By Joel Monroe &
Please direct any questions or comments
to Joel Monroe firstname.lastname@example.org
If you want a dog to perform a desired
behavior, remember the "3 T's". Your
time should be spent teaching, training, and testing.
A majority of your time should be spent teaching and training, while
testing should only be done once in a while. One of the biggest
mistakes made by dog owners is that they test before training or,
even worse, they test before teaching.
When it comes to teaching, there are
2 main methods- compulsion and motivation. The best way to describe
compulsion is the direct use of physical force to make a dog perform
a specific behavior. An example of compulsion would be pulling up
on a dog's collar and pushing down on its hips in order to force
the dog into the sit position. Motivation can described as the use
of something that the dog desires to guide them into performing
a specific behavior. An example of the use of motivation to teach
the dog sit would be using a treat, placing it in front of the dog's
nose, and moving the treat at a certain angle that causes the dog
to drop into the sit position in order to get the treat.
I do not teach with compulsion. I
prefer to teach with motivation. Once the dog truly understands
what is being asked, then, and only then, will I use compulsion.
If my dog understands the "sit" command very well, but
decides to go over to a tree and mark an area instead of obeying
my command, I will absolutely use compulsion to show this is unacceptable
At times, I will let a puppy figure
out on his own a desired behavior with a reward, but there are also
times when I will guide my dog and reward it when it shows the desired
behavior. Guiding is very different from compulsion and I don't
correct a dog for trying to please but offering a behavior different
than the one I am looking for.
It is also important to know that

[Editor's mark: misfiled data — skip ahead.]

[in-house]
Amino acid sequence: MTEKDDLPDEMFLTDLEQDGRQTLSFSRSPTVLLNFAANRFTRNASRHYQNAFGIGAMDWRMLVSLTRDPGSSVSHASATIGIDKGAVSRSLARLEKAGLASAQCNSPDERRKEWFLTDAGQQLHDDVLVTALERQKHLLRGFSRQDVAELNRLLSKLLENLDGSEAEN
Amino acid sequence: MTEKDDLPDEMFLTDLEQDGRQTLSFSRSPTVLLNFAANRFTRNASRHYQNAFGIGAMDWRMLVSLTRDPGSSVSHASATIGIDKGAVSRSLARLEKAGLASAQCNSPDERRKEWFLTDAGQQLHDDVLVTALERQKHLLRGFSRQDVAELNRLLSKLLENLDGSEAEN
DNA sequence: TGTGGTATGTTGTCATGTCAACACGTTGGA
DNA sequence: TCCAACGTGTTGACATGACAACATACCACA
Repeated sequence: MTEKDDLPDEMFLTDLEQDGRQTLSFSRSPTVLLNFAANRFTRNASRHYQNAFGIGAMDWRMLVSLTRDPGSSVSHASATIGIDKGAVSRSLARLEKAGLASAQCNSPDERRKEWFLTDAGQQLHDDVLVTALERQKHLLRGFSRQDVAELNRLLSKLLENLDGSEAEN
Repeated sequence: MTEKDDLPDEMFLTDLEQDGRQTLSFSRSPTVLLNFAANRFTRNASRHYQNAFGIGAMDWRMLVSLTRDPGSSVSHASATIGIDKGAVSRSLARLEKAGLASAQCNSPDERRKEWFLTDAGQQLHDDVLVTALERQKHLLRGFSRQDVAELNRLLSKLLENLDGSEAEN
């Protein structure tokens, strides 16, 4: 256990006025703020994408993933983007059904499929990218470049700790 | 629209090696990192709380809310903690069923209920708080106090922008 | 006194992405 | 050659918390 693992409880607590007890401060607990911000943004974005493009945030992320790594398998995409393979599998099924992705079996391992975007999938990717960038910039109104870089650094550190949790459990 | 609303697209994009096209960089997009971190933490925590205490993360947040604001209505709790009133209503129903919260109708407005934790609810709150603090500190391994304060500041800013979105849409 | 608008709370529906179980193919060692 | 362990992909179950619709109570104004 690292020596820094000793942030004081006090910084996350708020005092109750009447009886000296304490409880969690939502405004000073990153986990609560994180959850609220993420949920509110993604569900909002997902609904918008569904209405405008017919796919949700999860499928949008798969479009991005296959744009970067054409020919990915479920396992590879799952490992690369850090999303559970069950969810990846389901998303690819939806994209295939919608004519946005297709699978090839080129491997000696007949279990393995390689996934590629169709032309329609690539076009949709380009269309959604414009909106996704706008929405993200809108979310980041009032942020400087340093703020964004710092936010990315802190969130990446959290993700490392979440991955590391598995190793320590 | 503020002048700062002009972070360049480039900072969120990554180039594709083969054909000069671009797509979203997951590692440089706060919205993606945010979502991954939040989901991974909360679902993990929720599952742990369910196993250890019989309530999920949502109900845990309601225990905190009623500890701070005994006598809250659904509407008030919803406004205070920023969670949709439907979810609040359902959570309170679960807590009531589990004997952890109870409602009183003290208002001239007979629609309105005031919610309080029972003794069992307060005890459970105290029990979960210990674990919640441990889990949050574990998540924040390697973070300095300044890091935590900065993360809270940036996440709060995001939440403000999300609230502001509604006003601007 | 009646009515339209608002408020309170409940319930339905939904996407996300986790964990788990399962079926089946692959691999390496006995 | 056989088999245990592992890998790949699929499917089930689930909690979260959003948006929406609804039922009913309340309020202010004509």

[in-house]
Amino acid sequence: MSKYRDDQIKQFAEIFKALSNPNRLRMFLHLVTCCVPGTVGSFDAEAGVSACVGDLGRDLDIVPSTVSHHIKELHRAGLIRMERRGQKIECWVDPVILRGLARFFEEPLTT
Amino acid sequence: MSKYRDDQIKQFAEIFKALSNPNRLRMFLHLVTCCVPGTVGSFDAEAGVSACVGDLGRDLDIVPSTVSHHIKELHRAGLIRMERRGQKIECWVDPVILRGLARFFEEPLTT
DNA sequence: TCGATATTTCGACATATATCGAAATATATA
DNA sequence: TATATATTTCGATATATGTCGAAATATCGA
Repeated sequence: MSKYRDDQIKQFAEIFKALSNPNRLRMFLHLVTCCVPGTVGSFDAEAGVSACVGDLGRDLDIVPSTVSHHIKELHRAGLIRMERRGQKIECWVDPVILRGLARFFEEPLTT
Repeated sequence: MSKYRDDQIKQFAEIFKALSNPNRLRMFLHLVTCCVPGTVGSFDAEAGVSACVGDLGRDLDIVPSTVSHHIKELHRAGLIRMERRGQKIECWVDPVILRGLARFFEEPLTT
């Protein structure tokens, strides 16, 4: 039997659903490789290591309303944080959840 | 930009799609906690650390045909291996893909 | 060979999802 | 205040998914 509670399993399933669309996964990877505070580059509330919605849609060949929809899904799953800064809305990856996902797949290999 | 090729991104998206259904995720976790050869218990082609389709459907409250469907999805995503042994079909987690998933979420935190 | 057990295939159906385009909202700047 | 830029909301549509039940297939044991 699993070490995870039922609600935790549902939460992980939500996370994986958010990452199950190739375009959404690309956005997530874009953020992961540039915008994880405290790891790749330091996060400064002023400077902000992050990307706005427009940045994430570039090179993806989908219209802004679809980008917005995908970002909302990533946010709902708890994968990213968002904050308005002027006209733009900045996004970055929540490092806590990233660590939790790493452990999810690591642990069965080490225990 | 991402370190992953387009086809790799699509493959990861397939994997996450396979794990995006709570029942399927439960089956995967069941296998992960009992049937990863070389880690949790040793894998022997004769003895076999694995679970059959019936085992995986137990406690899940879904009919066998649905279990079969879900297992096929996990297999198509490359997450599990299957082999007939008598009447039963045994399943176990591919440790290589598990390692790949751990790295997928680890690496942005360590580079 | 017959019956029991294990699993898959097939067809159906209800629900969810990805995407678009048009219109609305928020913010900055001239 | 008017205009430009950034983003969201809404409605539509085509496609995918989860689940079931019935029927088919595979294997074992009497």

dogs learn directly and indirectly. Many dog owners do not realize
when they have indirectly taught their dogs certain behaviors. So
a key point in obedience training is to NEVER give a command you
cannot enforce 100% of the time. If a dog chooses to disobey and
your command is not enforced, you have indirectly taught the dog
that it is OK to disobey and it is guaranteed that you will see
that disobedience again.
When training a dog and shaping a
desired behavior, timing is everything. The reason is that dogs
learn in milli-seconds and do not have the same memory and thought
process as humans. When teaching, the dog must be given the reward
at that exact moment. I have seen countless times when the dog gives
exactly what has been asked and the handler is fidgeting in his
pocket for the treat or toy. The moment has been lost. If the dog
is given the reward after so much delay, the dog does not know that
it is being rewarded for the good performance that happened several
The same is true when letting the
dog know it has done something incorrectly. When someone is fumbling
with the leash and a correction is instantly needed, but doesn't
happen, this moment has also been lost. In this situation, correcting
the dog after such a delay is not only not beneficial for training,
but also harmful for the relationship between owner and dog because
the dog feels like it is being corrected for no reason.